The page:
I got an interesting question the other day when I chatted with a friend about general Taekwondo training, and the conversation turned toward warm up. This is something that is often a missunderstood part of training, and it also comes with its own myths as well. I like to believe that Taekwondo being in the Olympics has made more instructors aware of sport science and that we generally have moved on from the 1950s/60s idea of a warm up based on army training. I see that modern Dojang that leans toward Olympic sparring is actually more up to date on this area, and holds an advantage over "traditional" oriented Dojang around the world. It is more often than not those "traditional" oriented Dojang that does not understand what a warm up is for in my own opinion. There is a lot of heavy science and theory behind what a good warm up should be, and what the purpose of a warm up is.
However instead of sharing a lot of dry research material, and a lot of theory, I would rather just share my thoughts on the topic of warm up, both its purpose, its length and proposed drills, and why those drills have been selected.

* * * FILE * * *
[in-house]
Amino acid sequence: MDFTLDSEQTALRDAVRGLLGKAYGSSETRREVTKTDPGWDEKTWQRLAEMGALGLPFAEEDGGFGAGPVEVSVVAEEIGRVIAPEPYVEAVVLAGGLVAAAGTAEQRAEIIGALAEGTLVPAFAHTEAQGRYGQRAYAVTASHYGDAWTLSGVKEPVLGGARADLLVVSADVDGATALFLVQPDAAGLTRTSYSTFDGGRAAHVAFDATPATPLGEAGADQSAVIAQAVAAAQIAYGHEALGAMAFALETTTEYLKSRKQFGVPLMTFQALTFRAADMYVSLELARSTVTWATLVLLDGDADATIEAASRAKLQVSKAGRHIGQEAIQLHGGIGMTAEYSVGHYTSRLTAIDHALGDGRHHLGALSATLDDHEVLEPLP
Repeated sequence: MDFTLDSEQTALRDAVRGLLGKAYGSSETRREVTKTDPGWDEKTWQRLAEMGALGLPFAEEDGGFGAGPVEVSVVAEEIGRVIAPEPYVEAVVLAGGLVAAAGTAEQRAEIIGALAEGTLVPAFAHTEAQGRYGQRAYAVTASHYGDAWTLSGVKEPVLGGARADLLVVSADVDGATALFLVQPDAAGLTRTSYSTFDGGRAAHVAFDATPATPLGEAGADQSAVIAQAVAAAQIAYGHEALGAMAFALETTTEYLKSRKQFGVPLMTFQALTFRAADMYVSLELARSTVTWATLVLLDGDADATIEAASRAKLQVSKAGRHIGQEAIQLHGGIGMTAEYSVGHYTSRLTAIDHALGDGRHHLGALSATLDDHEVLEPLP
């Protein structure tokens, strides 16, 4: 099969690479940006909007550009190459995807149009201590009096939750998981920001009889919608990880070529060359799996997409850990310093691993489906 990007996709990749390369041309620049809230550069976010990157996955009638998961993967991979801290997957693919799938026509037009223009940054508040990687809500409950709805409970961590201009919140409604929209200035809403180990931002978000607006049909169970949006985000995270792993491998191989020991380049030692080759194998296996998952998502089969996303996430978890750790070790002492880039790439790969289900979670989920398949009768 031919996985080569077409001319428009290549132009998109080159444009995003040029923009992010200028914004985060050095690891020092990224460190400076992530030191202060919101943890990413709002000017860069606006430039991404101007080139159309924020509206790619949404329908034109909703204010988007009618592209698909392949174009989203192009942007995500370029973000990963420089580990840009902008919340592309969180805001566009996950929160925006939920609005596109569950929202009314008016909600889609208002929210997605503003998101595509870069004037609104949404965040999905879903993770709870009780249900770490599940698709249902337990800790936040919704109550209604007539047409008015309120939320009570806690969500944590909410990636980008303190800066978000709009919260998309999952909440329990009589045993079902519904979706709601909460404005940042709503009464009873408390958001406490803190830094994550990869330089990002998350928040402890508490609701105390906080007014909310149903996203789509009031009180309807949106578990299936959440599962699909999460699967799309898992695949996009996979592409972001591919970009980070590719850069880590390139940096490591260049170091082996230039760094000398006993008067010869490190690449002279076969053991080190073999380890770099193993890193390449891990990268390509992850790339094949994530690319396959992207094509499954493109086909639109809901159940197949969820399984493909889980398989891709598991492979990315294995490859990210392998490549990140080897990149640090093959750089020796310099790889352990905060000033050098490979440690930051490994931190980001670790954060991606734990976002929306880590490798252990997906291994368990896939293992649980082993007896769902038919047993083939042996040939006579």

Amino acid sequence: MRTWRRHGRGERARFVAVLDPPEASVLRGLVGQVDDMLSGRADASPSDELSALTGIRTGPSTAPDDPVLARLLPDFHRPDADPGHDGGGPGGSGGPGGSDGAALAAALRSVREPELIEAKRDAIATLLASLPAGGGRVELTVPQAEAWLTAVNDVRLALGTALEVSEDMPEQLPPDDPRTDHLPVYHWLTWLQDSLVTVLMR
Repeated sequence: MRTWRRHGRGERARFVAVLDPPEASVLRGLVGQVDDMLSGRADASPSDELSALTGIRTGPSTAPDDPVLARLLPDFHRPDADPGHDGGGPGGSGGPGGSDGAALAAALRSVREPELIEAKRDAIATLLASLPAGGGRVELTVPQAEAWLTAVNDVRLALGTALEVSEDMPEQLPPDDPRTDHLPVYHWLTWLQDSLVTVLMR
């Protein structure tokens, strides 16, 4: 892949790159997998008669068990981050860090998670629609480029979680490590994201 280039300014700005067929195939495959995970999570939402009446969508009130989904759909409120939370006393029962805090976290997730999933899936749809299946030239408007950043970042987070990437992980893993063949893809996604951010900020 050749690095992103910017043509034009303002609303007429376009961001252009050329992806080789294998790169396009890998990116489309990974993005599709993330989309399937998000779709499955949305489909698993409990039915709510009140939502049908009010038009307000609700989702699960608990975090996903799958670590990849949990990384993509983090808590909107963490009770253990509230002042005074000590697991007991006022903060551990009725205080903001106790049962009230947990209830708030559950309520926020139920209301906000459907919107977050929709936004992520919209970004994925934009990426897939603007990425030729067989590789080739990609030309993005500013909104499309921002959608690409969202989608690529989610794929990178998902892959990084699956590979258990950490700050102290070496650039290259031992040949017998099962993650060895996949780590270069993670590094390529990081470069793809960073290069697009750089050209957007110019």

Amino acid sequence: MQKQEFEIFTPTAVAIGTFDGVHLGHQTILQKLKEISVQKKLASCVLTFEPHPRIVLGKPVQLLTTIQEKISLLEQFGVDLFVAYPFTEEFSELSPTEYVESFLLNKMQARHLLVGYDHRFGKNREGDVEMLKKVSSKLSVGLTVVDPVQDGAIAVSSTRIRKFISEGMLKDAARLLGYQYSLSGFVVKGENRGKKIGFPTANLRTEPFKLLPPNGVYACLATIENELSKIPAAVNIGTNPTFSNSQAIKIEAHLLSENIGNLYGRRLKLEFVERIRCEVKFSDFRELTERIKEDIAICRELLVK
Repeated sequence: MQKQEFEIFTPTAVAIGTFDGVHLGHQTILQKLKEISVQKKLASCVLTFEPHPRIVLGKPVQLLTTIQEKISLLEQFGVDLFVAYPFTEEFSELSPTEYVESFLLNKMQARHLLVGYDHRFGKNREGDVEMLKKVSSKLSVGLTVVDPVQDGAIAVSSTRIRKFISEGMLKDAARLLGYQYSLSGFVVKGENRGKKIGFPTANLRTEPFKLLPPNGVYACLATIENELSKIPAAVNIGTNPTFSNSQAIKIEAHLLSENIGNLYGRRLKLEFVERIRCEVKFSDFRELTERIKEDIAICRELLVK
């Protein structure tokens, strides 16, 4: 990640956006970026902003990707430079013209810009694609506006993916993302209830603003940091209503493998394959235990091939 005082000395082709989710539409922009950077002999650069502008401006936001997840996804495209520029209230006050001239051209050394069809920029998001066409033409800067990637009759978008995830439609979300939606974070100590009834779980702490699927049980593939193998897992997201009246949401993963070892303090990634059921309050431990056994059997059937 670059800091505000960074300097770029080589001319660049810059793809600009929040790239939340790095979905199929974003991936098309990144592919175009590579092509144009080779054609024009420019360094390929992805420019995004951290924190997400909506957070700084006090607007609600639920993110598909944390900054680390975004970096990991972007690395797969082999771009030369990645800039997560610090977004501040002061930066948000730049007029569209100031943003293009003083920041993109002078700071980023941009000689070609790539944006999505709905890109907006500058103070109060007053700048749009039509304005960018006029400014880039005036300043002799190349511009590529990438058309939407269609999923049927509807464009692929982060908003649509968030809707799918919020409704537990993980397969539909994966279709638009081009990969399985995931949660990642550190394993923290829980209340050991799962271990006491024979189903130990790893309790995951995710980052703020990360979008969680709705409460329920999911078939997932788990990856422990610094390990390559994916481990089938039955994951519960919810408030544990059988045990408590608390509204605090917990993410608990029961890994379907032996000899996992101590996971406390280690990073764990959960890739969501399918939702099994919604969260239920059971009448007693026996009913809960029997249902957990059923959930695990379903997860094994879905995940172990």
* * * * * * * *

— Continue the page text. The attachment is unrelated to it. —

Tuesday, 28 June 2016
Wednesday, 8 June 2016
Taekwon-Do - Origins of the art:
Bok Man Kim`s Historic Photospective (1955-2015)
Review by Ørjan Nilsen
Being a self-appointed "Taekwondo-nerd" and amateur historian of Taekwondo, I noticed that the name Kim Bok Man showed up frequently during my studies of Taekwondo history. Despite his name showing up in several places, I did not really know much about him other than the fact that he was one of the original instructors of the Oh Do Kwan and close to General Choi Hong Hi during the formative years of Taekwondo. I am very interested in the history of Taekwondo (any lineage), so when I first heard about this project I anticipated opening the finished product, especially since photos and documentation in Taekwondo`s formative years (1950s to early 60s) seem to be quite rare. Being the lucky man that I am, I was asked if I was interested in doing a review for the book, to which I immediately said, «Yes!»
Wednesday, 1 June 2016
"If you study carelessly or haphazardly, your Poomsae* and techniques will never come to life"
-Gichin Funakoshi 1943
(*He obviously said "Kata" where I have put "Poomsae" in the quote)
I hope to provide much more video content to this blog in the future. I have therefore set up a GoFundMe page on www.gofundme.com/traditionaltaekwondoramblings which I hope I can crowdfund a video editing software so I can make good quality videos for the blogs readers. If you want to contribute please visit the link to my GoFundMe page. Every donation helps :-)